This song is the other "book-end" to Beyond the Wheel. Very similar to 665, except shorter, and Chris is not speaking backwards (though he's still real hard to understand).
6. Mood for Trouble
Another really good song on the album. Begins with an acoustic intro before the first verse begins. The verses are very adventurous-sounding and loud, while the chorus is also hard, but serene and more relaxed at the same time. The chorus is my favorite part.
7. Circle of Power
This one just sounds like straight-forward hardcore. Hiro Yamamoto (the bassist) sings this song, in a crazy, goofy voice that somewhat resembles the guy from the U-Men. Halfway through, the song like it's gonna end, but then Hiro says something at a speed-of-light pace and then the second half the song starts, with an insano solo. End of Side 1.
8. He Didn't
Sounds a lot like something from "In My Head" by Black Flag. Interesting tempo and guitar. I thought the solo was real neat, especially the first part with the feedback-y sounds.
9. Smokestack Lightning
Cover of the 1956 blues song by Howlin' Wolf, in a grunge style, of course. Chris really shows off his vocal abilities here. He even harmonizes with HIMSELF!
10. Nazi Driver
Weird but cool beat! According to Kim Thayil, it's about killing Nazis, cutting them up, and cooking them in a stew. Very morbid but humorous lyrics. And of course, the music is really cool!
11. Head Injury
This one's really cool too! Just listen to the riff... the riff is great, and pretty inventive. It's a fast song. In the end, Chris repeatedly screams "HEAD" until ending it with an "INJURY" just before it all stops.
12. Incessant Mace
Longest song on the album. Slow, with very poetic lyrics and ridden with guitar-leads and it's pretty bass-driven. Chris keeps screaming "MACE" at the end and you can hear some speedy harmonica just before the song is over.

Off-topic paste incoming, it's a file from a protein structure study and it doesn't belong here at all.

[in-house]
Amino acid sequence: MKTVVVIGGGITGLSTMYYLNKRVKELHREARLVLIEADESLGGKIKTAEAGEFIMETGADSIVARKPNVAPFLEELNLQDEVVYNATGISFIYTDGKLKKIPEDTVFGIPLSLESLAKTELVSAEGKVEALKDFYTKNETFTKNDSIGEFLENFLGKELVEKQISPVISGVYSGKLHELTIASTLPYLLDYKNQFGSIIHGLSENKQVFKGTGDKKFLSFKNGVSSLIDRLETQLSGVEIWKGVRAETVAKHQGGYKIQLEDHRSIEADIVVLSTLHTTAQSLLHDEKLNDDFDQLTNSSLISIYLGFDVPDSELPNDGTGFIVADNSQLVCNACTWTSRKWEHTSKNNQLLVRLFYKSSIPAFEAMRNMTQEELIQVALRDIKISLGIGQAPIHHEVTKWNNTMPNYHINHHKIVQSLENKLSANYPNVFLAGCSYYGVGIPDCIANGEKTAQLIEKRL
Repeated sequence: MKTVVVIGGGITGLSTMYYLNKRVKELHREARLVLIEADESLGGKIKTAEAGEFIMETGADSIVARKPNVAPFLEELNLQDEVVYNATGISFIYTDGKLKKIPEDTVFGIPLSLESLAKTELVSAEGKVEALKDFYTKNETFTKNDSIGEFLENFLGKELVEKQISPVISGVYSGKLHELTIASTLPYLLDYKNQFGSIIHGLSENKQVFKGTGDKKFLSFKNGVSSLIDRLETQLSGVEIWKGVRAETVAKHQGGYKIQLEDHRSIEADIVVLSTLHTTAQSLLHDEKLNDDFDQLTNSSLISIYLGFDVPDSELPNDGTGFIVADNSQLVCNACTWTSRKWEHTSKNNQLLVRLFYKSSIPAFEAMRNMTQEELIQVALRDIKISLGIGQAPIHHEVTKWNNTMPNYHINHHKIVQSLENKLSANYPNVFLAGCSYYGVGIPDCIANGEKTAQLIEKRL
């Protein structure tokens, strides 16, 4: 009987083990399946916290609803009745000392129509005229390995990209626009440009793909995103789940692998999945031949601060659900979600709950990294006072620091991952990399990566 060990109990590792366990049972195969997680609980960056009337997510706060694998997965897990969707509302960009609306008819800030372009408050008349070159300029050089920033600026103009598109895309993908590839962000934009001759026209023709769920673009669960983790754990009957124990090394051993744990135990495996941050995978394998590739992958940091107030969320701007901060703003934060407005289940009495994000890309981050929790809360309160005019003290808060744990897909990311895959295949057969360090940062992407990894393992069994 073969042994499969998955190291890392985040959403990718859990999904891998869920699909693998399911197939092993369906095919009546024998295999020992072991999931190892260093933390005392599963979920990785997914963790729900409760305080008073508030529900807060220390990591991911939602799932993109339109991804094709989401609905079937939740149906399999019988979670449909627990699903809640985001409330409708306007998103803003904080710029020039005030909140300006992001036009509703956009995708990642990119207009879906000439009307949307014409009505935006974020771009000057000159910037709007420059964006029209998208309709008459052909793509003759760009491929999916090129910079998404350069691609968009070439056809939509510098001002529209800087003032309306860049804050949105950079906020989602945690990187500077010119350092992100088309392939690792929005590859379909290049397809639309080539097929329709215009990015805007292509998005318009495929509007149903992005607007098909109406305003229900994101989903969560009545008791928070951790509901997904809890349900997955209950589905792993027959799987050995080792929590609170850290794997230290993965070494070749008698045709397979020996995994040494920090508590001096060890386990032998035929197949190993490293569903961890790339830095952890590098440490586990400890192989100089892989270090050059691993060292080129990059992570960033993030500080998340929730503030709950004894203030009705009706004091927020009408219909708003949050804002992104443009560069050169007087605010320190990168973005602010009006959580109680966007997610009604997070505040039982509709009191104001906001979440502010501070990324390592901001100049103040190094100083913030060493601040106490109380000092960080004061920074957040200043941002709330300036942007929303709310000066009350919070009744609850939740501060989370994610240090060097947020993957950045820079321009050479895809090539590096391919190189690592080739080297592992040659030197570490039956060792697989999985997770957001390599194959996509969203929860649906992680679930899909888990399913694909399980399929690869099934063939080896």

13. One Minute of Silence
A "cover" of "Two Minutes of Silence" by John Lennon... SUPPOSED to be anyways, but the silence seems to be unable to suppress the group's unwanted chatter back and forth, which Chris blames on Kim Thayil. Over the "silence" is a layer of thick static and some minor sounds from the amps. Not really that silent. Anyways, it ends pretty shortly.
For the SoundGarden fans out there, the band is allegedly reuniting to play new shows in 2010. However, the evidence used to back up wether or not this is true or false in itself can be conflicting, so I'm not completely sure what the REAL plan with that is. We can only hope. Anyways, this was the album that prompted A&M Records to approach SoundGarden and sign them to their label (all of their subsequent LPs were released on A&M), so it's neat to see that this was around the time that the mainstream was FINALLY beginning to recognize the sheer actual talent that resided in the underground... we need a moment like that now -- we've got an entire fucking GENERATION of new bands (some of which are actually quite talented), and the mainstream doesn't even acknowledge them... instead, the focus is placed on third-rate pop garbage and so-called "indie" crap, both of which sound more and more unified every day. You gotta wonder when we're gonna have another SoundGarden -- something that's from & for US, but with enough appeal to mainstream sensibilities that it just might get noticed by some corporate fatass looking to make a buck (hey, sacrifices need to be made sometimes). But yeah, off that topic for now... it's a good album, the last one with their "early" sound before they started shifting towards the more metal-oriented one that the mainstream was more familiar with in the '90s. It's legit.